Mr Low Sze Wee, Director, Curatorial, Collections & Education, National Gallery Singapore, shared with Rattana Lao (Modern Diplomacy) on the origin, expectation and reception of the Artist and Empire: (en) countering colonial legacy exhibition at the National Gallery Singapore.
Can you tell us about the rationale of Artist and Empire? Why do you bring all of these pieces to Singapore? What’s the meaning behind hosting such exhibition?
The complex and contested nature of the British Empire was reflected in the considerable public attention drawn by Tate Britain when it held the Artist and Empire exhibition in London in 2015. This was the first time in the United Kingdom that an exhibition had been mounted to examine the topic of Empire through the lens of art. Whilst some applauded Tate for tackling a sensitive topic, others criticised the show for not sufficiently highlighting the exploitative excesses of colonialism.
In deciding to hold the Artist and Empire exhibition in Singapore in 2016, the National Gallery Singapore was drawn to the show’s potential resonance with its audiences, given Singapore’s history as a former British colony. Our curatorial team adopted a different approach for Singapore. Using Tate’s main exhibition themes as a point of departure, we examined the topic from the perspective of the former colonies, particularly from the Asia-Pacific region.
The first aspect of our show examines key types of artworks created at the height of the Empire. Produced mainly by British artists or for British patrons, artworks like history paintings, and formal portraits helped justify imperialism and colonial expansion. Other artworks such as botanical or ethnographic paintings, were part of colonial endeavours to produce and exploit knowledge about the colonised worlds. Unlike the Tate Britain show, the Singapore exhibition juxtaposed such historical works with those by contemporary artists. Usually hailing from the former colonies, these contemporary artists often adopt a critical stance towards the legacies of colonialism in their own societies. Hence, their perspectives serve as useful entry points in understanding works from the past.
The second aspect of our show focuses on the rise of modern art movements in the waning years of the Empire as the colonies moved towards self-determination and independence. We took a comparative case study approach to look at how local artists in the colonies responded to the demands for national identity in the context of their own colonial experiences. Many of these works were created by local artists for local audiences, as reflected through their choice of subjects and forms of expressions.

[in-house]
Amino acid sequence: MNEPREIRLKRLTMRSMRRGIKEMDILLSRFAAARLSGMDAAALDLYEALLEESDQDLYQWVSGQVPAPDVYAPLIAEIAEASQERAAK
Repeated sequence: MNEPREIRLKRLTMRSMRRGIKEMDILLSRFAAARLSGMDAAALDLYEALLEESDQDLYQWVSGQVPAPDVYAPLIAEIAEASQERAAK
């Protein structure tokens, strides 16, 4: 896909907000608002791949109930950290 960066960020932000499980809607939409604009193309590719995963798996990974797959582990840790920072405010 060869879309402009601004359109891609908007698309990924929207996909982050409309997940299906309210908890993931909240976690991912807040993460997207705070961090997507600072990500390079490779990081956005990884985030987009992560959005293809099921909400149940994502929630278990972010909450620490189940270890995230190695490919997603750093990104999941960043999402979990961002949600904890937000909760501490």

The Artist and Empire exhibition in Singapore draws upon close to 200 works from international and regional collections as well as Singapore institutions. About 15% of the artworks came from the Tate’s 2015 exhibition.
What do you expect to get from this exhibition?
The locus of our exhibition has shifted from Britain to the Asia-Pacific region, with an emphasis on works from the former colonies of India, Australia, Brunei, Myanmar, Malaysia and Singapore. Through this, we hope the exhibition will generate greater discussion on the formation of national identities and their complex relationships with the colonial experience.
At critical junctures of the exhibition, contemporary artworks have also been included to intervene and critically examine the postcolonial condition. We hope that these juxtapositions help generate insights and dialogue in how we should relate to the past.
How has the public respond in Singapore been? Positive, negative or neutral toward “colonialism” as a theme? How do you think your exhibition help to change or challenge Singapore mindset?
The response to the exhibition has been encouraging. One of our goals was to generate deeper conversations and understanding of Southeast Asian art within a larger global context such as the colonial experience.
It is not possible to point to any one thing, place or person as representing the British Empire. As an entity that spanned so many centuries and regions, and affected the lives of millions of people, its rise and decline remains hotly debated. The Empire is, therefore, a complex idea which continues to change, even till today. What and how artists create are inevitably coloured by their subjective world views and agendas. In turn, the circulation of such visual images, whether through exhibitions or publications, affects how the Empire is imagined by the public. Through this exhibition, we hope visitors will look more deeply into art and realise the cultural specificities of art, and the power of art to change and shape perceptions. In this way, we gain a deeper understanding of our past and present.
What roles do art – and the National Gallery of Singapore – play in promoting education in Singapore?
Art helps to hone visual literacy, critical thinking and analysis. Hence, art education is a critical means with which to cultivate greater interest in the arts amongst our diverse audiences, especially the young.
The Gallery has a dedicated facility, the Keppel Centre for Art Education, which offers a wide array of experiential activities and programmes for our young visitors. We also have regular and special programming during the weekends and school holidays. All these are part of our efforts to nurture an interest in art among our young visitors.